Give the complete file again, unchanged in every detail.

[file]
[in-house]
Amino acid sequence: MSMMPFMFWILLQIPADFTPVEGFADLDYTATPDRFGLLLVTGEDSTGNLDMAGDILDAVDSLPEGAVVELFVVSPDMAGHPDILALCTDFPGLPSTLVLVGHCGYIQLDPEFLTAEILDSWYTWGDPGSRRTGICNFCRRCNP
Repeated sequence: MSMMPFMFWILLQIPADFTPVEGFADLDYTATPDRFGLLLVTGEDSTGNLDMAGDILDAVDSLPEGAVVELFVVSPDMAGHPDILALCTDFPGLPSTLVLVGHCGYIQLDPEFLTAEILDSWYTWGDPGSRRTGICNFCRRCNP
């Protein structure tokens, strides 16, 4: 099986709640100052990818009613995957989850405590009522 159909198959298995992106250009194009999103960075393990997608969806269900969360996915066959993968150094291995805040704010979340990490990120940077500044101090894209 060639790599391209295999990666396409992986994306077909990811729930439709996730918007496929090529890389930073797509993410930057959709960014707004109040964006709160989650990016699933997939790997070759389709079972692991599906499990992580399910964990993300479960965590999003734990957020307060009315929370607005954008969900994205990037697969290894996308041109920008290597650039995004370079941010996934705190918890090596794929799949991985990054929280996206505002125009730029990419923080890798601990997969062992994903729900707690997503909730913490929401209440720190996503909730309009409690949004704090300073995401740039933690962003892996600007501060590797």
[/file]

[in-house]
Amino acid sequence: MSMMPFMFWILLQIPADFTPVEGFADLDYTATPDRFGLLLVTGEDSTGNLDMAGDILDAVDSLPEGAVVELFVVSPDMAGHPDILALCTDFPGLPSTLVLVGHCGYIQLDPEFLTAEILDSWYTWGDPGSRRTGICNFCRRCNP
Repeated sequence: MSMMPFMFWILLQIPADFTPVEGFADLDYTATPDRFGLLLVTGEDSTGNLDMAGDILDAVDSLPEGAVVELFVVSPDMAGHPDILALCTDFPGLPSTLVLVGHCGYIQLDPEFLTAEILDSWYTWGDPGSRRTGICNFCRRCNP
């Protein structure tokens, strides 16, 4: 099986709640100052990818009613995957989850405590009522 159909198959298995992106250009194009999103960075393990997608969806269900969360996915066959993968150094291995805040704010979340990490990120940077500044101090894209 060639790599391209295999990666396409992986994306077909990811729930439709996730918007496929090529890389930073797509993410930057959709960014707004109040964006709160989650990016699933997939790997070759389709079972692991599906499990992580399910964990993300479960965590999003734990957020307060009315929370607005954008969900994205990037697969290894996308041109920008290597650039995004370079941010996934705190918890090596794929799949991985990054929280996206505002125009730029990419923080890798601990997969062992994903729900707690997503909730913490929401209440720190996503909730309009409690949004704090300073995401740039933690962003892996600007501060590797």